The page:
This paper reviews the efforts of the Church to establish and expand its power in the Frisian parts of the northern Netherlands, both before and after the disruption caused by the Vikings. The emphasis of the analysis lies on the Ottonian and Salian period, for which only a few written sources have been preserved. The chosen approach is to combine text study with archaeology by the help of spatial visualisation in GIS. The base data consist of dating results concerning the oldest wooden churches, information from early charters, a series of datable saints’ dedications, and spatial information on parish boundaries and the location of the landed property per church. These are researched for three cases on the formation of as many selected baptismal churches, followed by an assessment on the regional level of the pagi. The map projection of the data shows that the whole Frisian coastal area between Vlie and Ems witnessed the systematic foundation of a large number of baptismal churches, all equally spaced, as autonomous centers of separate landscape units. It is argued, that much of this process was guided by a top-down policy of the bishops of Utrecht and Munster. The process thus entailed at the same time a restoration and an extension and delineation of the parish system. There are strong indications that the latter was the result of fundraising under relatively small local sponsors on the gentry level. Involvement from great landowning magnates cannot be detected, which suggests that these were absent in Frisian society. Neither is there evidence that speaks for large donations from royal or episcopal property.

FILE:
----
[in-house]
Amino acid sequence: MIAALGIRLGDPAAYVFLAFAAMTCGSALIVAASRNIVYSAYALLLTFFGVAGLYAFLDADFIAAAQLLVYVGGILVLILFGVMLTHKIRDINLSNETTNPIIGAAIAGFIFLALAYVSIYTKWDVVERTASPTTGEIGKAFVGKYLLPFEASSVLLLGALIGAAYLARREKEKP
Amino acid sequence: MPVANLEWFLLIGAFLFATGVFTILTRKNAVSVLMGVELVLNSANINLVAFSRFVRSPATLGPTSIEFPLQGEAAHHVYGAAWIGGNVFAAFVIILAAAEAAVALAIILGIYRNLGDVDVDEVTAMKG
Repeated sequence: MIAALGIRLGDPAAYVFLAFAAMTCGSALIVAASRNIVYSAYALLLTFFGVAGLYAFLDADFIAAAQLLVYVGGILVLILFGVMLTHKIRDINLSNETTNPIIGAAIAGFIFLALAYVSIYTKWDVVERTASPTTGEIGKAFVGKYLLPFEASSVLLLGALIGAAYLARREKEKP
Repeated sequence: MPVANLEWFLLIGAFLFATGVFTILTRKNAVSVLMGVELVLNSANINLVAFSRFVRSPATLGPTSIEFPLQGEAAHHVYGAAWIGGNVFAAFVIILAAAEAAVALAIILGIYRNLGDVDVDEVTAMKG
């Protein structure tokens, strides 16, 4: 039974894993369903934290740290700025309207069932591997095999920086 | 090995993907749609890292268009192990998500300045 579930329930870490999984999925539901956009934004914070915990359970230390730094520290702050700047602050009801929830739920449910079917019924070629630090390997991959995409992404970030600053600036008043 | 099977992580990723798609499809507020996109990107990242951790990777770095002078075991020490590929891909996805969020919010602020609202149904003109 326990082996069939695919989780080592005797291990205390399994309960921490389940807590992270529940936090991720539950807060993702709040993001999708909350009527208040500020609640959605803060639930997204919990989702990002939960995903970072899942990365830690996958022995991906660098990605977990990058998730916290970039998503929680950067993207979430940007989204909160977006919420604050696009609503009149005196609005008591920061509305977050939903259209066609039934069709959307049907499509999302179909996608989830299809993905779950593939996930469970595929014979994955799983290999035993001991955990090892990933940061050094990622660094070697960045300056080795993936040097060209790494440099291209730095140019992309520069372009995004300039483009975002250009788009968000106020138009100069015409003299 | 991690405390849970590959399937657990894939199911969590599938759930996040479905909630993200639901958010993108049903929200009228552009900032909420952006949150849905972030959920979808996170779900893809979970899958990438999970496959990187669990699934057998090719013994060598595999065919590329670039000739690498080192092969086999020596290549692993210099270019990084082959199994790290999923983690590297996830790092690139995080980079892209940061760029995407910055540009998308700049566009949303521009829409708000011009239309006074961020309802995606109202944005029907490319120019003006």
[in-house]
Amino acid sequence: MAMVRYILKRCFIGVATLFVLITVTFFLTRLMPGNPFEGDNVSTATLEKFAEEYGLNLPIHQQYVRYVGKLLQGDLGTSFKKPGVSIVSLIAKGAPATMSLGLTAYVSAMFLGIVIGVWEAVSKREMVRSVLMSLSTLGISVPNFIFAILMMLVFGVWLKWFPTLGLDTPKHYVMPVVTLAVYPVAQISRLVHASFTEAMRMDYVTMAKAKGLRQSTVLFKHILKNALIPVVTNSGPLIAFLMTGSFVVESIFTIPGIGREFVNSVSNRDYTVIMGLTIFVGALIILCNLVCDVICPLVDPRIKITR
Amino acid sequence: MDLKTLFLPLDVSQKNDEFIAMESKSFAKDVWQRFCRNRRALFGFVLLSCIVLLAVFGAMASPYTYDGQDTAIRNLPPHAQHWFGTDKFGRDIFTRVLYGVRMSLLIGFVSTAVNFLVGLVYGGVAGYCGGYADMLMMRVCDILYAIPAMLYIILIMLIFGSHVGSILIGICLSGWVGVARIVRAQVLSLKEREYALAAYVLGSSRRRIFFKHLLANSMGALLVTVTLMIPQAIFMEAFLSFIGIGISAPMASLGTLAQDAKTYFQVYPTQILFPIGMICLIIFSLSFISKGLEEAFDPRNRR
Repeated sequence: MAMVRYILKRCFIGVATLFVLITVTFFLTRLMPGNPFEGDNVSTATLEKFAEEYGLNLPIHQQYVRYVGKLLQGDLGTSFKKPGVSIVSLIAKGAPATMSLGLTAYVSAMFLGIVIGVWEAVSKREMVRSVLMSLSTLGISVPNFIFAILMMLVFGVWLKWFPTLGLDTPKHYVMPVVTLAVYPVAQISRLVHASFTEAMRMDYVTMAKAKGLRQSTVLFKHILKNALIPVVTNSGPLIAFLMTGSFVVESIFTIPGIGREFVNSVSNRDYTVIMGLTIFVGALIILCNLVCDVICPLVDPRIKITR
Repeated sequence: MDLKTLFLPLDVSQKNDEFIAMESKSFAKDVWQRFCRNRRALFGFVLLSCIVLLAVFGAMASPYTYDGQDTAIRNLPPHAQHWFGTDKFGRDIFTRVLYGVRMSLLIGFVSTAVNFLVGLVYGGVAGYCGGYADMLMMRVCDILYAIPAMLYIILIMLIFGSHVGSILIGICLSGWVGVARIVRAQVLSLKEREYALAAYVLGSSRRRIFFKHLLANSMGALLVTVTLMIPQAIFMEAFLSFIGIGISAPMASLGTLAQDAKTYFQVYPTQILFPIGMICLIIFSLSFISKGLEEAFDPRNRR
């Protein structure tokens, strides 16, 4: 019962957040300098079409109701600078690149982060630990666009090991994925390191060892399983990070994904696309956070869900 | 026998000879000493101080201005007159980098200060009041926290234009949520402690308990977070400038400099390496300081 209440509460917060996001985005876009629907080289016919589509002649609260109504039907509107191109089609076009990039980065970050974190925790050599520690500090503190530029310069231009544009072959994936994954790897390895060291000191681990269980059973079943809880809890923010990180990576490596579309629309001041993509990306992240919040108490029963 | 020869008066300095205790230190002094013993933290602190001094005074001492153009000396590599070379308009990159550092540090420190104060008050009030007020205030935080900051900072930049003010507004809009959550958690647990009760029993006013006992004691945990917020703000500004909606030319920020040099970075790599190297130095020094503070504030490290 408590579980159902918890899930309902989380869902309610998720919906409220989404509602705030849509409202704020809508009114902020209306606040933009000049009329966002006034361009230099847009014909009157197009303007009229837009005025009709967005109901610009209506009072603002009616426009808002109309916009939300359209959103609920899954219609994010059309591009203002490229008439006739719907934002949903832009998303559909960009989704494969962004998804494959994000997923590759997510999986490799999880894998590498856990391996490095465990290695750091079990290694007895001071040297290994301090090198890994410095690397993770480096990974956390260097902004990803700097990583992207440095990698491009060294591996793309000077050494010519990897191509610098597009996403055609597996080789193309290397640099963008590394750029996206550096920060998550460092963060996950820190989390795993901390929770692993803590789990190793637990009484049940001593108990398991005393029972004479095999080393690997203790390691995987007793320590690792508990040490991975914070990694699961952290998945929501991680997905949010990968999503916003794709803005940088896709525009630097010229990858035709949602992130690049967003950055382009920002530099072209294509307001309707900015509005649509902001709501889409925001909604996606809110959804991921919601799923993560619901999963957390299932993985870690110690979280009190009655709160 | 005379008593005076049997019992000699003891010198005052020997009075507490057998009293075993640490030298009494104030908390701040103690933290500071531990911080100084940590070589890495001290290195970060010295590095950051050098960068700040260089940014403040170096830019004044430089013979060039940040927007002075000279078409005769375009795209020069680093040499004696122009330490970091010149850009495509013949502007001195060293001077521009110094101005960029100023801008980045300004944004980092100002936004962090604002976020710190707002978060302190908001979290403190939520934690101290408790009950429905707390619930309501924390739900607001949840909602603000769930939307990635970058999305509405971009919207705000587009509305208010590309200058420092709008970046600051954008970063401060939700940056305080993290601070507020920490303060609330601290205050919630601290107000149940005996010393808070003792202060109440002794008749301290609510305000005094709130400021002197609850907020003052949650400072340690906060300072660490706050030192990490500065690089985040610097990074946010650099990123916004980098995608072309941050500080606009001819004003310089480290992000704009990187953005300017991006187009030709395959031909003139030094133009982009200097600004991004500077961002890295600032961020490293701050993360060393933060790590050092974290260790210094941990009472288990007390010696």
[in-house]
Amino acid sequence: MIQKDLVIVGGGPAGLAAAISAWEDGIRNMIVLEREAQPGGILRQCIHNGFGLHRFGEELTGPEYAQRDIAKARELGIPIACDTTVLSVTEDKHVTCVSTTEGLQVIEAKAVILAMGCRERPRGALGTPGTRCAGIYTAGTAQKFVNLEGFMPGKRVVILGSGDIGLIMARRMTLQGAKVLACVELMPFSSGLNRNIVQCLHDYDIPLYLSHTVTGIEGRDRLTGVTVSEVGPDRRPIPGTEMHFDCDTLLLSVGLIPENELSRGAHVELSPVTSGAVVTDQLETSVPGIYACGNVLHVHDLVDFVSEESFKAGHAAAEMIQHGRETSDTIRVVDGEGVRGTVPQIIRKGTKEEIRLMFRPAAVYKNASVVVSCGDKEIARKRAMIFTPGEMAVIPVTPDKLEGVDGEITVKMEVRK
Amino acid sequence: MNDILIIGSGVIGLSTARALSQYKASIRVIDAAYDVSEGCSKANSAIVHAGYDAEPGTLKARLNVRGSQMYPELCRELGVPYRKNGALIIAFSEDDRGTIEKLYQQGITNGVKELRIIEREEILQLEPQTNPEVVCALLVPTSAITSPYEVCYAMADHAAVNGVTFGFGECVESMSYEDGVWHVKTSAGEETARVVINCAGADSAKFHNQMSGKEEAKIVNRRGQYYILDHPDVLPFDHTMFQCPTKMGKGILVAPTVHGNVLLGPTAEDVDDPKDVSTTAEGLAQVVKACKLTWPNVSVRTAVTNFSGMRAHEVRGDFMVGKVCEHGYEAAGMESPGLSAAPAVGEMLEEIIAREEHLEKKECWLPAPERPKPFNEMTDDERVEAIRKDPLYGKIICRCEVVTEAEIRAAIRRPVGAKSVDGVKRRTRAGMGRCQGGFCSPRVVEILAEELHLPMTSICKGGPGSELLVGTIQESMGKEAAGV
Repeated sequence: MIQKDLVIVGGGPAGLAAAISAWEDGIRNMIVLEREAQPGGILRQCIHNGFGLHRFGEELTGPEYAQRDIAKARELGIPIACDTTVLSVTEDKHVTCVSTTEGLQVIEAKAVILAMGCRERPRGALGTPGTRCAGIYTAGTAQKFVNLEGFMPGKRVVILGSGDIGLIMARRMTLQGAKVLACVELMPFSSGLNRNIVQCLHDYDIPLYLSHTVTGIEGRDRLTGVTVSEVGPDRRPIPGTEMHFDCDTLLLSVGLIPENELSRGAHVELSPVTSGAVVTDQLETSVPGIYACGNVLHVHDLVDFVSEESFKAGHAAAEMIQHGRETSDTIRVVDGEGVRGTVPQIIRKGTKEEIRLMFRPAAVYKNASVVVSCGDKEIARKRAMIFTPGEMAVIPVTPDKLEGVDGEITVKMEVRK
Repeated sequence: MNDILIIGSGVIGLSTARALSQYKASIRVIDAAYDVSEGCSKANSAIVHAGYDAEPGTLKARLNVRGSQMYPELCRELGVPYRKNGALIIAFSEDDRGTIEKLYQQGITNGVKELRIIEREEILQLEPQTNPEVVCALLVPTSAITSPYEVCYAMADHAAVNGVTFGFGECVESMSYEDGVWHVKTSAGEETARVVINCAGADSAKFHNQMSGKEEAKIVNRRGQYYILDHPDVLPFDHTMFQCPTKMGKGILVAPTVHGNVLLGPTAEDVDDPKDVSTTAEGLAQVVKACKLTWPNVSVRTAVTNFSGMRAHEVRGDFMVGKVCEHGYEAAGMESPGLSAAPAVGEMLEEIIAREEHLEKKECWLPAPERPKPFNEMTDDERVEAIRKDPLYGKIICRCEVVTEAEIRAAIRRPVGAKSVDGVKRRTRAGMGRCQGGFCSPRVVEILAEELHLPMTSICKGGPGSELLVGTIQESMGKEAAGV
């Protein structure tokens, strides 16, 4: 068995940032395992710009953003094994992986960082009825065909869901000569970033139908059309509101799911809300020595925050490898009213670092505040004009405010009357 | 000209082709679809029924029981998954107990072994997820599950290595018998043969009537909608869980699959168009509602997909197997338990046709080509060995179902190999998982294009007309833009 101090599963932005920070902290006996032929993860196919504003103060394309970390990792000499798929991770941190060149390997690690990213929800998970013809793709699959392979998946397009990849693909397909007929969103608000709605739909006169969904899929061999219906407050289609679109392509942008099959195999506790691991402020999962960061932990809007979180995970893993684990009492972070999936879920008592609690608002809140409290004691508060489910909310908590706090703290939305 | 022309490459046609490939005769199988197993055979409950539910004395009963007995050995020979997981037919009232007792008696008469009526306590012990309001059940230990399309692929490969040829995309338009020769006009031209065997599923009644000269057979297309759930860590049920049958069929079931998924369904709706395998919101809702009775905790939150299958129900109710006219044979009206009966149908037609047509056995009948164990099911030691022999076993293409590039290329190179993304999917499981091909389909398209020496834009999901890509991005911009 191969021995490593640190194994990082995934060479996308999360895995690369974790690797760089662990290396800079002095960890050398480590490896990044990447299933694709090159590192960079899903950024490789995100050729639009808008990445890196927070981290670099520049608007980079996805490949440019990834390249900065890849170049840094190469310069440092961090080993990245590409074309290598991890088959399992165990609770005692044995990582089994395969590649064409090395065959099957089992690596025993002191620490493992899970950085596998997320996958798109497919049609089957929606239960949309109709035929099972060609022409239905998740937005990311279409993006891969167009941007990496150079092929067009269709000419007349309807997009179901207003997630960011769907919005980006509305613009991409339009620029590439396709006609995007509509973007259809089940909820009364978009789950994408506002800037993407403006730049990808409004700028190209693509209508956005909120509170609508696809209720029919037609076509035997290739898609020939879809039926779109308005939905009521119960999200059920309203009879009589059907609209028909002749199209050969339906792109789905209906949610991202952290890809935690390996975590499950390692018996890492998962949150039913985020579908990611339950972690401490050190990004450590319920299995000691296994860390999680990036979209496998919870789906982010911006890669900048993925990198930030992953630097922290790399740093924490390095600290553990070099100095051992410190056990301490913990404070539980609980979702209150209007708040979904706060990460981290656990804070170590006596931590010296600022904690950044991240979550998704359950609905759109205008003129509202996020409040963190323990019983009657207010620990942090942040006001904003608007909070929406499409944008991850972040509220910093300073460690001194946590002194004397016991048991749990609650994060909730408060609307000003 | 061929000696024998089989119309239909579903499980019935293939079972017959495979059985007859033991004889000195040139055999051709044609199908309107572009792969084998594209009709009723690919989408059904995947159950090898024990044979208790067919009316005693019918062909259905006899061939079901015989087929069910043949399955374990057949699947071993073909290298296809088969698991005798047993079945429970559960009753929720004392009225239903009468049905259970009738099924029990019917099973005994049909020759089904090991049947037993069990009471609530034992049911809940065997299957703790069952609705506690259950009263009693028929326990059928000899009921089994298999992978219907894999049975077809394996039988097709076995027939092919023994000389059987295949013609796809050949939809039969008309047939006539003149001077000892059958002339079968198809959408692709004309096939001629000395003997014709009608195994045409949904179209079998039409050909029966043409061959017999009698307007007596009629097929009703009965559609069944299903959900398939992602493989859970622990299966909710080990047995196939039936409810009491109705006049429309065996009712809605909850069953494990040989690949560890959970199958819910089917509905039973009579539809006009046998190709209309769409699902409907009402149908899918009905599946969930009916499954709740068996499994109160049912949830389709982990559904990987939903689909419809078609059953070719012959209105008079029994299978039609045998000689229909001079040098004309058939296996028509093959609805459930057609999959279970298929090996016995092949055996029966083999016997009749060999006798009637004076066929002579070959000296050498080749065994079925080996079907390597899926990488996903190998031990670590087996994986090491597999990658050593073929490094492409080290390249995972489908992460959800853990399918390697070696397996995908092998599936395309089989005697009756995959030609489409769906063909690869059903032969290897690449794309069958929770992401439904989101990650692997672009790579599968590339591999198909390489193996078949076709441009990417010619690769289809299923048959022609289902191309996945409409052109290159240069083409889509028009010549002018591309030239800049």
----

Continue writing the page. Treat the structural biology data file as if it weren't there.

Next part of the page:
|Tijdschrift||The Medieval Low Countries. An Annual Review|
|Status||Gepubliceerd - mrt 2018|